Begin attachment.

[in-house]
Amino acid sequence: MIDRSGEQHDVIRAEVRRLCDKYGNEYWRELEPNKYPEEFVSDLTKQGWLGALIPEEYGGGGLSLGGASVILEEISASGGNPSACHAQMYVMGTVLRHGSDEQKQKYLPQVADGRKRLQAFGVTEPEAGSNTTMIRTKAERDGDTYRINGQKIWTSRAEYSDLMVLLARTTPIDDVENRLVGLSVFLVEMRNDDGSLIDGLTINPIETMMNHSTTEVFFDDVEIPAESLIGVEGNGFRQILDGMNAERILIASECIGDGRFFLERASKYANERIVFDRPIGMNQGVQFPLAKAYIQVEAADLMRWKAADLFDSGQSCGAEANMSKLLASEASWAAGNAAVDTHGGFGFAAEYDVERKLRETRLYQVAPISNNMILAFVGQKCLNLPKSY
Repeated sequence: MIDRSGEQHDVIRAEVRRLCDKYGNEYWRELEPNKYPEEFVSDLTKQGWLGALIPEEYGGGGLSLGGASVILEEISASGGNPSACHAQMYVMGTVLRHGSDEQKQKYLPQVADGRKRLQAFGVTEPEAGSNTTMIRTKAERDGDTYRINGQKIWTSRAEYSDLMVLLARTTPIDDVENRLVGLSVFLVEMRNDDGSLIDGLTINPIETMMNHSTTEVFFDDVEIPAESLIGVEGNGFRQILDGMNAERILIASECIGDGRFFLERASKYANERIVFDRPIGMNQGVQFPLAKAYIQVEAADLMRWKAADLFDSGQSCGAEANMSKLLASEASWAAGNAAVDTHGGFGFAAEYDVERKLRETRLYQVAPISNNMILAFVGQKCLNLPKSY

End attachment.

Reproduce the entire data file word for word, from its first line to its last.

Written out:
[in-house]
Amino acid sequence: MIDRSGEQHDVIRAEVRRLCDKYGNEYWRELEPNKYPEEFVSDLTKQGWLGALIPEEYGGGGLSLGGASVILEEISASGGNPSACHAQMYVMGTVLRHGSDEQKQKYLPQVADGRKRLQAFGVTEPEAGSNTTMIRTKAERDGDTYRINGQKIWTSRAEYSDLMVLLARTTPIDDVENRLVGLSVFLVEMRNDDGSLIDGLTINPIETMMNHSTTEVFFDDVEIPAESLIGVEGNGFRQILDGMNAERILIASECIGDGRFFLERASKYANERIVFDRPIGMNQGVQFPLAKAYIQVEAADLMRWKAADLFDSGQSCGAEANMSKLLASEASWAAGNAAVDTHGGFGFAAEYDVERKLRETRLYQVAPISNNMILAFVGQKCLNLPKSY
Repeated sequence: MIDRSGEQHDVIRAEVRRLCDKYGNEYWRELEPNKYPEEFVSDLTKQGWLGALIPEEYGGGGLSLGGASVILEEISASGGNPSACHAQMYVMGTVLRHGSDEQKQKYLPQVADGRKRLQAFGVTEPEAGSNTTMIRTKAERDGDTYRINGQKIWTSRAEYSDLMVLLARTTPIDDVENRLVGLSVFLVEMRNDDGSLIDGLTINPIETMMNHSTTEVFFDDVEIPAESLIGVEGNGFRQILDGMNAERILIASECIGDGRFFLERASKYANERIVFDRPIGMNQGVQFPLAKAYIQVEAADLMRWKAADLFDSGQSCGAEANMSKLLASEASWAAGNAAVDTHGGFGFAAEYDVERKLRETRLYQVAPISNNMILAFVGQKCLNLPKSY